Blues and Soul Music Magazine

Issue 1101

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RAEKWON: Forum, Kentish Town 18/03/2011


So the 18th March 2011 saw me rolling to one of my favourite live Hip Hop venues London’s HMV Forum, for the album tour of legendary Wu-Tang’s Raekwon (the Chef), promoting the release on 8th March of his solo album 'Shaolin vs Wu-Tang' (Ice H20) and performing cuts from his acclaimed cult classic album 'Only Built for Cuban Linx' (1995), and the follow up 'Only Built for Cuban Linx Pt II' (2009).

'Shaolin vs Wu-Tang', whilst the production talents of RZA are notably absent, boasts the production skills of the likes of Scram Jones, Mathematics, Havoc, Erick Sermon, Bronze Nazareth… Guests on the album include Black Thought, Busta Rhymes, Ghostface Kil-lah, GZA, Inspectah Deck, Lloyd Banks, Method Man, Havoc, Nas, and Rick Ross, among others, and appearing alongside him on the London leg of his tour were special guests ‘House of Flying Daggers’, ‘Incarcerated Scarfaces’, ‘Guillotine Swordz’, and ‘Glaciers of Ice’.

This latest album by Raekwon sold 29,000 copies in its first week, upholding The Chef’s status as an acclaimed solo artist from the infamous Hip Hop heavyweights, Wu-Tang on his fifth solo release. During the his cold delivery of the dark, eerie beats and sounds of the Wu alongside the trademark 70’s Kung Fu film samples, Raekwon amply delighted the headstrong hardcore Wu-Tang fans that flocked to show their stalwart support to a true hero of underground Hip Hop straight to London from the streets of Staten Island.

With Choice FM’s DJ 279 hyping up the arrival on-stage of the don himself with an impeccable selection of roaring 90’s classics, standardly including Snoop Dogg ‘s seminal ‘G Funk Intro’ from ‘Doggy Style’ in an ode to Nate Dogg. This was echoed by Raekwon who slipped effortlessly with his DJ into a 90’s interlude during his set, citing tracks such as this and other deceased heroes including Guru and of course Wu-Tang’s sadly lost Ol’ Dirty Bastard.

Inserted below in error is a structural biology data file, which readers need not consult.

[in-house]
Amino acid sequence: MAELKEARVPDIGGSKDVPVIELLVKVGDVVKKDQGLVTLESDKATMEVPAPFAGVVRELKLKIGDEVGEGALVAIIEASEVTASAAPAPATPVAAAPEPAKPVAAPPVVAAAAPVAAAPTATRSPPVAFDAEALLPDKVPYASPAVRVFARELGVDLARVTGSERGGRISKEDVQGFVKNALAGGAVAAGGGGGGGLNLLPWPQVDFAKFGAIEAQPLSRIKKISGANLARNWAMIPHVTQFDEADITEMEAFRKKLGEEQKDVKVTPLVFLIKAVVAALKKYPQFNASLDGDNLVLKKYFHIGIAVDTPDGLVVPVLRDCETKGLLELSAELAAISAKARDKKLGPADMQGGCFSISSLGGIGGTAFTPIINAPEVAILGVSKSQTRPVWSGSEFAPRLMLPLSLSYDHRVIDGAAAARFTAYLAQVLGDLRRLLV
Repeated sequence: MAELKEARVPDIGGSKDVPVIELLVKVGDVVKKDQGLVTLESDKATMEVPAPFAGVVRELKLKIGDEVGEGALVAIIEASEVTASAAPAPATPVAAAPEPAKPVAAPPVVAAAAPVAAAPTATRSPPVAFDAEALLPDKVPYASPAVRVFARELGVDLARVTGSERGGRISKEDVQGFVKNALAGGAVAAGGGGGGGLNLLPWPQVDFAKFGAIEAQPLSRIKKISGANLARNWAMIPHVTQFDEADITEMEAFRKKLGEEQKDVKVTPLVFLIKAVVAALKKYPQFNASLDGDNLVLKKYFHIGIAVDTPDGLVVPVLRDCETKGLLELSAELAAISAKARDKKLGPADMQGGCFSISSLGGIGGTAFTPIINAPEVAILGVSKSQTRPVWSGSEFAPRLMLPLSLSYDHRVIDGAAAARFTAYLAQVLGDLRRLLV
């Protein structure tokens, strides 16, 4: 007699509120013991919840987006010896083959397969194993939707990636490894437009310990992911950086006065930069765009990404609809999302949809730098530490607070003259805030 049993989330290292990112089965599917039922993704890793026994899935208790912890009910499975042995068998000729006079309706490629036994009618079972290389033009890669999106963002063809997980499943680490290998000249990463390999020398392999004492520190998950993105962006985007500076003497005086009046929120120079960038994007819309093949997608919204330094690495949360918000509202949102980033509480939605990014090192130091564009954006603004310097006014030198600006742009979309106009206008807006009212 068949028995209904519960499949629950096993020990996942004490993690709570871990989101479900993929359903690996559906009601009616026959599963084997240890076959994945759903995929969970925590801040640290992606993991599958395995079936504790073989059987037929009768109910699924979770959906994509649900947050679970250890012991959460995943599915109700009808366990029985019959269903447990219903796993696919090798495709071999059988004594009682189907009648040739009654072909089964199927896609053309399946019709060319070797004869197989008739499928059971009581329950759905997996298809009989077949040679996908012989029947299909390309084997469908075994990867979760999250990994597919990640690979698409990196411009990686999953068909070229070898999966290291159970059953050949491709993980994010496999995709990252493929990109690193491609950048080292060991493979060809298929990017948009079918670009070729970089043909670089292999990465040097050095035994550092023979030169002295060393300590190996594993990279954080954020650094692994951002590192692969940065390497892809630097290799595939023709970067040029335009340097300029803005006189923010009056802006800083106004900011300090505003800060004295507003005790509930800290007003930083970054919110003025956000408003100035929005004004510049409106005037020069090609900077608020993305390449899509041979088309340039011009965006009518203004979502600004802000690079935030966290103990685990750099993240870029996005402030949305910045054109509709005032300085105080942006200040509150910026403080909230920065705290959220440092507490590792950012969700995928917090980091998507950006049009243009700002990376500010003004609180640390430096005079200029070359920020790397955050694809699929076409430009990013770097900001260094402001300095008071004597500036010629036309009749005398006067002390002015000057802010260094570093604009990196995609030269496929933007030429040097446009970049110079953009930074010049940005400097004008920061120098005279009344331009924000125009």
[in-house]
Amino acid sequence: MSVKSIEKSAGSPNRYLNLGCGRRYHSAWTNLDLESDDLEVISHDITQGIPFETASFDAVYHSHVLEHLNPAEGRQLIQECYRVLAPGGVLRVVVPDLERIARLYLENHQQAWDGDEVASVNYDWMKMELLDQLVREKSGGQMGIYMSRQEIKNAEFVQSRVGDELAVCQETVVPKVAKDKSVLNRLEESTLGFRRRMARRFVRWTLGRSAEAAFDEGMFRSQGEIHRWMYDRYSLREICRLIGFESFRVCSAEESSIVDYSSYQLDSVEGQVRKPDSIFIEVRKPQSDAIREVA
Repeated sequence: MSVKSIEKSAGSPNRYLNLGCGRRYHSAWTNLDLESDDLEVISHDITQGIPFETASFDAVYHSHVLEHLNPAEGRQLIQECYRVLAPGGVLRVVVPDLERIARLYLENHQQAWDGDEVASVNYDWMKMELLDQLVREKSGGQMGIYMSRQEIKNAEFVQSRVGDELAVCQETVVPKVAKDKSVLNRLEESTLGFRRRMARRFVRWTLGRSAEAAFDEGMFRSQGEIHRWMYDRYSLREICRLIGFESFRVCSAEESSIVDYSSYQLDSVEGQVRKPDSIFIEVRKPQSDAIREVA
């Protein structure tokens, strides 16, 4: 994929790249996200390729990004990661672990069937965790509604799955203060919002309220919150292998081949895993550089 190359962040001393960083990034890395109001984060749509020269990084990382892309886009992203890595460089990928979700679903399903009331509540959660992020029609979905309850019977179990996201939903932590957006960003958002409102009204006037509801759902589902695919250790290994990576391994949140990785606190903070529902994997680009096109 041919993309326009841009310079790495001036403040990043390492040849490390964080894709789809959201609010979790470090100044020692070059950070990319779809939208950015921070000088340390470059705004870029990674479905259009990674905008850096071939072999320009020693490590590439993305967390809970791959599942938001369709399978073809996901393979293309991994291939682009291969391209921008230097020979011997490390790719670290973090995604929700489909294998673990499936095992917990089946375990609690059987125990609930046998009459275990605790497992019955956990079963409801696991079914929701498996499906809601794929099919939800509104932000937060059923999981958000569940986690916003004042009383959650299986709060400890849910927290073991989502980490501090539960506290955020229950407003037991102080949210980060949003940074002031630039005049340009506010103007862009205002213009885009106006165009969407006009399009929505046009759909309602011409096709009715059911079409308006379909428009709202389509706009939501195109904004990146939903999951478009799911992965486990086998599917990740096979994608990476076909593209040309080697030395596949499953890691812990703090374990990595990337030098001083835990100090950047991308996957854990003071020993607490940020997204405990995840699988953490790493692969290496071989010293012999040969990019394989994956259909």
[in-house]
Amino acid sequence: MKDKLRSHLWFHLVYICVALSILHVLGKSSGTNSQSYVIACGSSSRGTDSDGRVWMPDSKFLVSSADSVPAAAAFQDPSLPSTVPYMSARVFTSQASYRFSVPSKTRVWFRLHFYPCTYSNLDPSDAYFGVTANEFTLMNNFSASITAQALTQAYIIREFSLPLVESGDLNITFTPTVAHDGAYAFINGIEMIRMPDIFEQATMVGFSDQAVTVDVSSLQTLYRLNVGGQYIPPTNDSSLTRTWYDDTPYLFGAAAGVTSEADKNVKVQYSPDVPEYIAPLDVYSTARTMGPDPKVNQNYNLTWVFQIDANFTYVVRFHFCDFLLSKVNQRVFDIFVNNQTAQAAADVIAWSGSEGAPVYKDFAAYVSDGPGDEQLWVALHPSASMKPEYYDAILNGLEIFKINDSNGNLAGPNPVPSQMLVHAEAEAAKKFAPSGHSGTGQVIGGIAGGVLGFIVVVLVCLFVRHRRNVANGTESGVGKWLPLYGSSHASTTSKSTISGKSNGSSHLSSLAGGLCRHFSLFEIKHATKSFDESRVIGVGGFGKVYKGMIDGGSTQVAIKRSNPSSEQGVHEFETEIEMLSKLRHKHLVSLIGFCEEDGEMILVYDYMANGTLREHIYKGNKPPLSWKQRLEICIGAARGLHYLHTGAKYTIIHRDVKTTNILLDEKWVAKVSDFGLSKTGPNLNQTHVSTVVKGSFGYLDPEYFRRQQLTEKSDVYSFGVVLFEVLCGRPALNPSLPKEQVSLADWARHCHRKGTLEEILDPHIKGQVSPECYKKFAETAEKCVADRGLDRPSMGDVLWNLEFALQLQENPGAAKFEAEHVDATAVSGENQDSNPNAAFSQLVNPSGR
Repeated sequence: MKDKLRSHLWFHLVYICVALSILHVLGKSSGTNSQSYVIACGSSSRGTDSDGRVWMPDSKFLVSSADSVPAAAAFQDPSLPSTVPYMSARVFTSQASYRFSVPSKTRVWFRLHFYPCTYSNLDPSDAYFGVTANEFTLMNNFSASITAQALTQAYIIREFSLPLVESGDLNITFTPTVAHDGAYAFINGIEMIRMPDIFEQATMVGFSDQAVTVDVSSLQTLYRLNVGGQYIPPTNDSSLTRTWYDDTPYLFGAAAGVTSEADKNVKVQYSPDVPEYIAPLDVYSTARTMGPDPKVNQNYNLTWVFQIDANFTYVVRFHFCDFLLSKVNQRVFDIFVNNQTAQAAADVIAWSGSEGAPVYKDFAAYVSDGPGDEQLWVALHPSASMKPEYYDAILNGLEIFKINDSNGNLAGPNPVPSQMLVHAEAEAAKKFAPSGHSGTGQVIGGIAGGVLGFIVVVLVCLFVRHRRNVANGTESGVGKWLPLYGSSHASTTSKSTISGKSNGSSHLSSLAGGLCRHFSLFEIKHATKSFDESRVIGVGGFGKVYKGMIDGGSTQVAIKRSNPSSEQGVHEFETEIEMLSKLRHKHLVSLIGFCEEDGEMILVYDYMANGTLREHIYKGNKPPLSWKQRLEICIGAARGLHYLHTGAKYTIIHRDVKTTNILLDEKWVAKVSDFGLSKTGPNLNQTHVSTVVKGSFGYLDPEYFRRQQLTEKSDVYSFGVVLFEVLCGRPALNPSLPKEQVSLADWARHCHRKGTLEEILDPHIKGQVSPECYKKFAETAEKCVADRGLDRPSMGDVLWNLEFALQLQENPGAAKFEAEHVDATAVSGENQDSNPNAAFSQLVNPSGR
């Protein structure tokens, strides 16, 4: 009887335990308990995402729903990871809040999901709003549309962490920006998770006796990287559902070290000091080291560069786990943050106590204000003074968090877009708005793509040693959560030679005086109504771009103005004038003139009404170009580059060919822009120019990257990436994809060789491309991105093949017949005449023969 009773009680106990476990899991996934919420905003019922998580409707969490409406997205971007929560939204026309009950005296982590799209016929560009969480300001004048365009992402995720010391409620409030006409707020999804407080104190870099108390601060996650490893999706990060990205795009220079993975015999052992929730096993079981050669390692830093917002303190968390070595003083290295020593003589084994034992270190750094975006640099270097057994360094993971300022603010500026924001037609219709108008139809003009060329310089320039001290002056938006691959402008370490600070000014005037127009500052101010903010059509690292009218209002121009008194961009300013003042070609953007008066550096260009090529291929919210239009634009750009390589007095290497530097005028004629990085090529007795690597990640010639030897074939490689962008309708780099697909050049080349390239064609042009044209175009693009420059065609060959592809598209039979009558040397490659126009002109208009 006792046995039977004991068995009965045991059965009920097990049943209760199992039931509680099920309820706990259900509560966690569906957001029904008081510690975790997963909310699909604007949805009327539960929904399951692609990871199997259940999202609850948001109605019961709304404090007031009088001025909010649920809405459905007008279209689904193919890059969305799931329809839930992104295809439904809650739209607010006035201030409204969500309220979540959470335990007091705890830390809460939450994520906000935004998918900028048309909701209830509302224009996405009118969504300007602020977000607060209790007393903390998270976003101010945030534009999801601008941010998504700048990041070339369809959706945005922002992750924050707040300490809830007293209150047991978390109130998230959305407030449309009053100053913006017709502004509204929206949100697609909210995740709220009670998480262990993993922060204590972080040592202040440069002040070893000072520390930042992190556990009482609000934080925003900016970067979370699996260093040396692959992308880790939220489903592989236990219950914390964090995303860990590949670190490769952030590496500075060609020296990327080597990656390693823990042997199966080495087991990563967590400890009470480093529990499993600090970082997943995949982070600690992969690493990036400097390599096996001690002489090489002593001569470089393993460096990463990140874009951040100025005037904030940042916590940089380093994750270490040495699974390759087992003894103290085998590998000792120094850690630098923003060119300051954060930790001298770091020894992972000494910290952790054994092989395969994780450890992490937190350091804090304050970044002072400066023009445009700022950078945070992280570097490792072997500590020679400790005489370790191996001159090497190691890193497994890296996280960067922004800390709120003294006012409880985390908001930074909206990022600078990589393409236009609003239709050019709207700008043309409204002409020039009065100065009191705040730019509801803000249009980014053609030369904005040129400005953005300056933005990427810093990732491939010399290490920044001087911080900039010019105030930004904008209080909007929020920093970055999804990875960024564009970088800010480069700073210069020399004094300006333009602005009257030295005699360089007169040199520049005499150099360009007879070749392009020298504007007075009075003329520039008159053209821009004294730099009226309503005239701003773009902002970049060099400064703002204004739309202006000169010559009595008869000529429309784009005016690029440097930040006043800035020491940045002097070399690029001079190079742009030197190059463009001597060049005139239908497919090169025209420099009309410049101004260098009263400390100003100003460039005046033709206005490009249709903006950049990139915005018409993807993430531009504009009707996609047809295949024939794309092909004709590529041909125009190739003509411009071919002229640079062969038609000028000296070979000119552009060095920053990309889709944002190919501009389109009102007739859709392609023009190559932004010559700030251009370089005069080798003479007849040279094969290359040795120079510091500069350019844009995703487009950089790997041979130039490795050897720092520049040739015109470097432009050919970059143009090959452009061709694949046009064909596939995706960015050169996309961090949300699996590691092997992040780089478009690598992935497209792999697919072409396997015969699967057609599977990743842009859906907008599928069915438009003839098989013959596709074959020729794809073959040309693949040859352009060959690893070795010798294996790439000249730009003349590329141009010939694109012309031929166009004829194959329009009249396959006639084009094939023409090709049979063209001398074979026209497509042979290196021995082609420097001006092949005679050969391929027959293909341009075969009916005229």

The venue was buzzing nicely earlier than expected with a hyped and dedicated Wu-Tang worshiping crowd of hardcore Hip Hop fans. The audience represented not only those who will have undoubtedly followed Raekwon throughout his career with Wu-Tang, but also those who will have been drawn in more recent years by the inimitable Wu-Tang styles, devices and impeccable rap delivery that we have come to rely on from the Clan.

Raekwon’s presence the minute he stepped on stage was palpable, prompting unified roars of appreciation and delight from all around the venue, with the usual crush of fans at the front getting close up to an all-time rap legend. The crowd was an interesting mix, and I couldn’t help noticing a far greater number of fellow- female rap fans than I’d expected, and definitely not ladies who were just ‘tagging along’ with their boyfriends. The attendance most definitely reflected a diversity of listenership that only a status such as that of the Wu-Tang can inspire!

Despite the stage-full of special guests, Raekwon’s performance was clearly the in-depth cameo that the crowd were craving as he dropped his flow and delivery with ease to chants of “Chef! Chef!” raging in the background! He moved effortlessly from new to classic material , whilst hosting almost single-handedly and giving a touching personal dialogue with the room. This is where the Forum comes into its own with a system that easily repped the beefy subs, dirty drums, spooky strings and soulful sampled intros of standout Raekwon /Wu Tang productions.

Raekwon is no fool and clearly knew exactly how to work the crowd into a frenzy of chanting and uproar whilst keeping his presence real and respectful. By his address he was clearly acutely aware of his standing in the scene and industry – “I’ve been doin this for 18 years!” he smiled – he knows that the stamp of authority that the Wu-Tang brings is as powerful in Hip Hop today as it was in 1995 when the highly acclaimed 'Only Built for Cuban Linx' was released.

The full force of his experience, skill and the clan behind him were as evident in this solo performance as they were when I saw Wu Tang In full Clan force at their Shepherd’s Bush gig in 2009. The critical and commercial success of his solo productions show a musical direction in Hip Hop that cannot be faulted and serve only to bolster the work of Wu-Tang as a brand. This performance was a close-up exposé of one of their key members whose perspective is energetic, real and highly entertaining!

The crowd was rapt from start to finish as Raekwon slammed down cult classics shamelessly one after the other. This audience knew exactly why they were there, what they wanted, and that their hero would have no hesitation in chopping the beats to messes with his lyrical dexterity and serving the album to them on a plate like only a true Chef can.

The floor went mad as Raekwon dropped his flows – stunning intro after stunning intro – chanting the words to classic tracks like Raekwon at the Forum

From Jazz Funk & Fusion To Acid Jazz

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